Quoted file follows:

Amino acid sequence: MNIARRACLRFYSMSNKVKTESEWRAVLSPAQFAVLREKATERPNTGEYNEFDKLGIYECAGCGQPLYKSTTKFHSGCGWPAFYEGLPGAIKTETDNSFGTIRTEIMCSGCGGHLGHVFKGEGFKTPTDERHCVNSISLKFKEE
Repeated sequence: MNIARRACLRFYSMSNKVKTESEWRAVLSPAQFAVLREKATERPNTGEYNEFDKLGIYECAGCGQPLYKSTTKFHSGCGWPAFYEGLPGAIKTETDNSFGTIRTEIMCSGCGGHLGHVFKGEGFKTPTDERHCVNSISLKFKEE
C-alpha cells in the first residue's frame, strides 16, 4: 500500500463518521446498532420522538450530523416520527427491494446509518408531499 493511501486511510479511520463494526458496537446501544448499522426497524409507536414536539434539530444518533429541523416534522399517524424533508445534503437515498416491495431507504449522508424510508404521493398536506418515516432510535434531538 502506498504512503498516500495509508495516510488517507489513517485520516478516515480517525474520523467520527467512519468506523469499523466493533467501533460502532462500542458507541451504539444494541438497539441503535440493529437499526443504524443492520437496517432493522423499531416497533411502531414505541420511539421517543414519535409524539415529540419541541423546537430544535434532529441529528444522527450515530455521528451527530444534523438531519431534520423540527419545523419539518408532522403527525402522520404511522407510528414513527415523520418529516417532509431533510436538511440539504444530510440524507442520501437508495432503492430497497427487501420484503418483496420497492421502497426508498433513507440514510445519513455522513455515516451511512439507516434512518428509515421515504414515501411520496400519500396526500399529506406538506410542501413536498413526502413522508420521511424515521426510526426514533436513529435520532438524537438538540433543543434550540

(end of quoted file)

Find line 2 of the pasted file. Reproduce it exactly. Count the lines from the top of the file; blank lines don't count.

Repeated sequence: MNIARRACLRFYSMSNKVKTESEWRAVLSPAQFAVLREKATERPNTGEYNEFDKLGIYECAGCGQPLYKSTTKFHSGCGWPAFYEGLPGAIKTETDNSFGTIRTEIMCSGCGGHLGHVFKGEGFKTPTDERHCVNSISLKFKEE